should be changed, which was not made known to him
to have been done, and had no Consideration upon the
Change, nor was Party to the Assignment; and also that
the said Fuller Meade paid only One Thousand Pounds
to the said Sir Francis Clarke for the same; and after,
the said Toby Pallavicine paid Five Hundred Pounds,
Residue of the said Fifteen Hundred Pounds, to the said
Sir Francis Clarke, in Part of Redemption of the said
Mortgage; and forasmuch also as it appeared that
Fuller Meade had Notice of the said Mortgage: Their
Lordships were fully satisfied that the said Lands are
redeemable by the Petitioner; and Declared, notwithstanding the said Dismission, That, upon Re-payment by
the said Mr. Pallavicine of the Thousand Pounds to be
paid to the said Fuller Meade or his Assigns, the Residue
of the Fifteen Hundred Pounds, being the mortgaged
Money, to the Parties now interested in the said Terms,
with Interest after the Rate of the Statute, discounting
the Mesne Profits received under the said Mortgage, to
the said Fuller Meade and his Assigns: the said Manors,
Lands, and Leases, shall, by the Persons interested
therein, be re-assigned and conveyed to the said Toby
Pallavicine, or such as he shall nominate, discharged of
Incumbrances done by them; in which Accompt Allowance is also to be made to the said Meade and his
Assigns of the Sum of Two Hundred Pounds, alledged
to have been disbursed in new Buildings upon the Premises; and the Lords do direct, That (the said Dismission being set aside) the Execution of this Order be proceeded in by the said Court of Chancery; and the Accompt and Re-assurance there to be taken and directed
as in such Cases is used.
All which the House did accordingly Order; and
further gave Power to the Lords Committees, upon a
new Petition, to consider of the allowing of Eighty
Pounds more, which is pretended to be expended by the
aforesaid Meade in this Business.
Cook and Hanman versus Dutton.
The Petition of Robert Cooke and William Hanman, of
Glocestershire, was read, and Ordered to be referred
to the Committee for Petitions; and Sir Ralph Dutton
to have a Copy of the Petition and Articles, and to
make Answer unto the same.
Doctor Clarke to pay Lyne Damages.
It was reported by the Lords Committees, That one
Lyne, being indicted, for a Pretence of
stealing Corn, was committed by Doctor Clarke to Prison,
where he continued Five Weeks, to the great Damage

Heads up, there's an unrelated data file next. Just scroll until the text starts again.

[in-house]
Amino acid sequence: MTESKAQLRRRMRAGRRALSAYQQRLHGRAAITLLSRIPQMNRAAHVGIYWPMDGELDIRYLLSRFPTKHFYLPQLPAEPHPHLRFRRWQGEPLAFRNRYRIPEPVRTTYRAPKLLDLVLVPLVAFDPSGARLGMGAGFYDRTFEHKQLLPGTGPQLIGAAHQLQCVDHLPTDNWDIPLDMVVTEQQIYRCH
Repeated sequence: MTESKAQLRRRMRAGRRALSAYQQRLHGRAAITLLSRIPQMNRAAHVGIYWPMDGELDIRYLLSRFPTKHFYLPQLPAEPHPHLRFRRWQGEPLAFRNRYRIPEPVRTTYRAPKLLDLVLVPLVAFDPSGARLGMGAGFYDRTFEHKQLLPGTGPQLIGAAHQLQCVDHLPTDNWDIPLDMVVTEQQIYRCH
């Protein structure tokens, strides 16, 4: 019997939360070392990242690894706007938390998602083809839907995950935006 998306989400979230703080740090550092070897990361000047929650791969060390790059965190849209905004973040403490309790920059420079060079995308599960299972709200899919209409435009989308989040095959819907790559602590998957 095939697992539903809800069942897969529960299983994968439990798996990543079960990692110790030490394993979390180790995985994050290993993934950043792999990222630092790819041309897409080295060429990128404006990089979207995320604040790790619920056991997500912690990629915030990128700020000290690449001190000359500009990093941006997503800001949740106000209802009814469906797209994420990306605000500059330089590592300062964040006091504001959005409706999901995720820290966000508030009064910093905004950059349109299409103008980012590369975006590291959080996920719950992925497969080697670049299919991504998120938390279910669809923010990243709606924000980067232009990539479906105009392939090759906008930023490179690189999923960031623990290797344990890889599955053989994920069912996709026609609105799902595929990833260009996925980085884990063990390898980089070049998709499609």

and Loss of the said Lyne; and their Lordships were
credibly informed that Doctor Clarke did offer to deliver him out of Prison, if he would release unto him a
House which he desired to have, whereby it appeared
that it was a vexatious Design of Doctor Clarke's to
keep him in Prison, thereby to procure his own Ends;
for which the Lords Committees have thought fit, That
Damages be given to the said Lyne, but the Measure is
referred to this House; which the House taking into
Consideration, did Order, That Doctor Clarke shall pay
to the said Lyne Thirty Pounds for Damages.
No Person to be a Judge in an Inferior and a Superior Court, in the same Cause.
It was likewise reported, That Jo. James, having
been much oppressed in divers Ecclesiastical Courts, for
which he had deserved to have had Damages given him,
but that he was able to produce but single Witnesses;
therefore their Lordships have given him none; but they
do desire to offer one considerable Particular to the
House, which they have observed in the Case, whether
they think fit that Judges of Appeal in Superior Courts
should hold any Place of Judicature in Inferior Courts,
from whence lies an Appeal to themselves.
Which Proposition the House considered of, and Ordered, That no Man, that holds a Place of Judicature
in Inferior Courts shall be Judge in such Courts wherein
there lies an Appeal before himself in any Superior Court.
Damages given to Wheeler against Buxton, Aylett, and some Members of the High Commission.
It was reported by the Lords Committees for Imprisonments, etc. That Robert Aylett, Doctor of the Civil
(fn. *) Law, and Commissary Judge in the Diocese of London,
commanded James Wheeler, Church-warden of Buttoph's,
in Colchester, Anno 1635, to rail in the Communion Table;
which he refused to do, unless the said Doctor Aylett would
save him harmless; for refusing of which, the said Wheeler
was Twice excommunicated, and afterwards a High
Commission Warrant was directed to one Stockdale, a
Messenger, to apprehend the said Wheeler; who required
the Aid of the then Mayor Robert Buxton, who caused
the House of the said Wheeler to be broken up, and
ransacked; and after, without any Warrant, caused the
Constables to make a Second Search in the said Wheeler's
House for him; who making an Escape, Two of the
Children of Wheeler, the Petitioner, were, by the said
Constables, carried before the said Mayor, who committed them to Prison for Three Days and Three
Nights; and, upon their Enlargement, were enforced
to enter into a Recognizance, with Sureties, to appear
at the then next Sessions; where nothing being proved
against them, they were discharged, but not without
Fees: By this Means the Petitioner's Husband being
driven from his Calling, which maintained him and his
Family, and being Three Years imprisoned, was enforced to leave the Kingdom. He dying in a Foreign
Country, the Petitioner and her Children were thereby
utterly ruined, there being Seven Hundred Pounds Losses
and Damages alledged to be sustained. In Consideration of the Premises, and in regard there is no Ground
in Law for to warrant or compel the railing in of the
Communion Table, and in respect of the great Loss and
Damage sustained by the said Wheeler, his Wife and
Children, by the hard and unjust Dealing as aforesaid; the Lords Committees thought it fit, That Three
Hundred Pound Damages should be given to the Petitioner, videlicet, One Hundred Pound to be paid by
Robert Buxton the Mayor; One Hundred Pounds to be
paid by Dr. Aylett; and One Hundred Pounds to be
paid by Sir Jo. Lambe and Dr. Ducke, equally to be
Hereupon the House did Order, That the said
Robert Buxton shall pay One Hundred Pounds Damages
to the Petitioner, and Dr. Ayllet One Hundred Pounds
likewise for Damages; but for the Hundred Pounds
conceived fit to be paid by Sir John Lambe and Dr.
Ducke, the House did refer it to the further Consideration of the Lords Committees, to examine the Power
and Virtue of the Warrant issued out of the High Commission Court.
Dominus Custos Magni Sigilli declaravit præsens
Parliamentum continuandum esse usque in diem Mercurii, videlicet, 10m diem instantis Februarii, 1640,
hora 9a, Dominis sic decernentibus.